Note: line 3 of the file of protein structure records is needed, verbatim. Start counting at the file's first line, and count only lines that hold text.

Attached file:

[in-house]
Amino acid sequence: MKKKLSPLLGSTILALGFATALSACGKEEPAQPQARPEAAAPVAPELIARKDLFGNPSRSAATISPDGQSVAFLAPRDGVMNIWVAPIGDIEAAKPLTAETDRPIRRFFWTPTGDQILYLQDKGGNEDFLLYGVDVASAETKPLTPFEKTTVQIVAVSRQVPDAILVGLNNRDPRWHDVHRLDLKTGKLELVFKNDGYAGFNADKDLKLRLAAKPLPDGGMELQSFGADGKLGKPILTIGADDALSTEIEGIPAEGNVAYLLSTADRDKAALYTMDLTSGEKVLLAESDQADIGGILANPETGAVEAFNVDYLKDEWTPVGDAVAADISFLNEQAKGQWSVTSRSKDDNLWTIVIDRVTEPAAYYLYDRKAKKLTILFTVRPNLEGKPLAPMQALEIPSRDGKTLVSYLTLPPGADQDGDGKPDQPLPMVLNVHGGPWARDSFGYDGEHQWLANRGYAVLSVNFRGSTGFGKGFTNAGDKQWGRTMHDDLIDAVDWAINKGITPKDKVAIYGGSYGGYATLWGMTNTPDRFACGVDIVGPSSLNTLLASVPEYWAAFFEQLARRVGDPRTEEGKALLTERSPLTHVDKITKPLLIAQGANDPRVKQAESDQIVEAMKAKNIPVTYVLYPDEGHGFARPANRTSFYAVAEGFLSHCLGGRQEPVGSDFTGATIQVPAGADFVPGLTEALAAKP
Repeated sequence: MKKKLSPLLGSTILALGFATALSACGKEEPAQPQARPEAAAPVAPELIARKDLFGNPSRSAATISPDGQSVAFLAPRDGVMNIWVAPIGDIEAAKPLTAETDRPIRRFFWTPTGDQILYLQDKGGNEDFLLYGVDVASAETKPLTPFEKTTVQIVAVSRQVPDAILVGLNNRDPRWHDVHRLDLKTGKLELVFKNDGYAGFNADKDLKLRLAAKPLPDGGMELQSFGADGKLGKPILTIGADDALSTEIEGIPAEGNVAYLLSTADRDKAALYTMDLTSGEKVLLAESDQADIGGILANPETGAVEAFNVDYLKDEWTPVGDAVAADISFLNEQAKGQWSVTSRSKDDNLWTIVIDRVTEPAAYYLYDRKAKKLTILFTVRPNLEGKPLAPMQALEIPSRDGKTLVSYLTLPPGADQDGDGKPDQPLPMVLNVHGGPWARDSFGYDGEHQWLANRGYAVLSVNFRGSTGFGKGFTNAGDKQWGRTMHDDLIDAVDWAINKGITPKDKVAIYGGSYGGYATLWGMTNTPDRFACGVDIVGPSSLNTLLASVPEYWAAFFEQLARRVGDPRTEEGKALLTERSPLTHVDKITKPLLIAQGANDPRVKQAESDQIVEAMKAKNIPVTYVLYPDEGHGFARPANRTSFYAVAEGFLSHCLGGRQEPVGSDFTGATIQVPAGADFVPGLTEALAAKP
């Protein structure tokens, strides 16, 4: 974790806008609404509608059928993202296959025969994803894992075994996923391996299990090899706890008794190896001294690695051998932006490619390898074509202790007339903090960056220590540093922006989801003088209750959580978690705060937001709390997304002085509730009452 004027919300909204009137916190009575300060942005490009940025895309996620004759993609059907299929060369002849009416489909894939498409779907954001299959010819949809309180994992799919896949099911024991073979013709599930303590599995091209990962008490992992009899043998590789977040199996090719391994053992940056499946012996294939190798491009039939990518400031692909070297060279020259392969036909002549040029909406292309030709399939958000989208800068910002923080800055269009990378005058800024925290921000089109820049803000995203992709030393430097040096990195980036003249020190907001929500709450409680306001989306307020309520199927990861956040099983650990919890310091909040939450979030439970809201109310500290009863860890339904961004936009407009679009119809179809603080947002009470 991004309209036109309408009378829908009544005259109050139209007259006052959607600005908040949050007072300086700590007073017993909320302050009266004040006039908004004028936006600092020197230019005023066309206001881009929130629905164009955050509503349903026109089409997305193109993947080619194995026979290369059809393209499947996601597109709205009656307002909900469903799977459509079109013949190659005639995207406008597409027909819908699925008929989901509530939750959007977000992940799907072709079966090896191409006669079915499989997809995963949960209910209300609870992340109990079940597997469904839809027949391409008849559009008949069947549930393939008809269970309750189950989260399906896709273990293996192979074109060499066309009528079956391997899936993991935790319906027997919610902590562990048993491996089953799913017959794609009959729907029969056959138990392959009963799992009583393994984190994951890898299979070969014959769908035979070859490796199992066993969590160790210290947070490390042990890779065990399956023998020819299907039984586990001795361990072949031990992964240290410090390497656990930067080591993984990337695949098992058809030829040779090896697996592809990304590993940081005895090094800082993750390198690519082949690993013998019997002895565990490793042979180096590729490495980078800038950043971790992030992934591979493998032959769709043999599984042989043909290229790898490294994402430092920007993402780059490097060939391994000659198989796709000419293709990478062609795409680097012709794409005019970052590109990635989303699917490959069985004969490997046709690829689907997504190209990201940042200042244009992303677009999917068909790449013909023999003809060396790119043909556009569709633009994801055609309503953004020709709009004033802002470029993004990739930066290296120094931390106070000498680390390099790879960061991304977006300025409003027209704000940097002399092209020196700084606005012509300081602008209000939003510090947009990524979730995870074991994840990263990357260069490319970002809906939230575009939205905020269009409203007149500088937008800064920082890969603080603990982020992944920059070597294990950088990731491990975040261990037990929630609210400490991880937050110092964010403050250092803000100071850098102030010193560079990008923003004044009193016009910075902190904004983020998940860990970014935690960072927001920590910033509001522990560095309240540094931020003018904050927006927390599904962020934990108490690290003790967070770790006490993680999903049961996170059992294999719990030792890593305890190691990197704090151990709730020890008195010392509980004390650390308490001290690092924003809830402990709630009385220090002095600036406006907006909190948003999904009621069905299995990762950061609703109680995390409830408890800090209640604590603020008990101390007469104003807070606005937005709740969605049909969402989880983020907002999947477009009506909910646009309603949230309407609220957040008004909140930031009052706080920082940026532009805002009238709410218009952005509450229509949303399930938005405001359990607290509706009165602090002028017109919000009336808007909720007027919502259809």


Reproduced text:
Repeated sequence: MKKKLSPLLGSTILALGFATALSACGKEEPAQPQARPEAAAPVAPELIARKDLFGNPSRSAATISPDGQSVAFLAPRDGVMNIWVAPIGDIEAAKPLTAETDRPIRRFFWTPTGDQILYLQDKGGNEDFLLYGVDVASAETKPLTPFEKTTVQIVAVSRQVPDAILVGLNNRDPRWHDVHRLDLKTGKLELVFKNDGYAGFNADKDLKLRLAAKPLPDGGMELQSFGADGKLGKPILTIGADDALSTEIEGIPAEGNVAYLLSTADRDKAALYTMDLTSGEKVLLAESDQADIGGILANPETGAVEAFNVDYLKDEWTPVGDAVAADISFLNEQAKGQWSVTSRSKDDNLWTIVIDRVTEPAAYYLYDRKAKKLTILFTVRPNLEGKPLAPMQALEIPSRDGKTLVSYLTLPPGADQDGDGKPDQPLPMVLNVHGGPWARDSFGYDGEHQWLANRGYAVLSVNFRGSTGFGKGFTNAGDKQWGRTMHDDLIDAVDWAINKGITPKDKVAIYGGSYGGYATLWGMTNTPDRFACGVDIVGPSSLNTLLASVPEYWAAFFEQLARRVGDPRTEEGKALLTERSPLTHVDKITKPLLIAQGANDPRVKQAESDQIVEAMKAKNIPVTYVLYPDEGHGFARPANRTSFYAVAEGFLSHCLGGRQEPVGSDFTGATIQVPAGADFVPGLTEALAAKP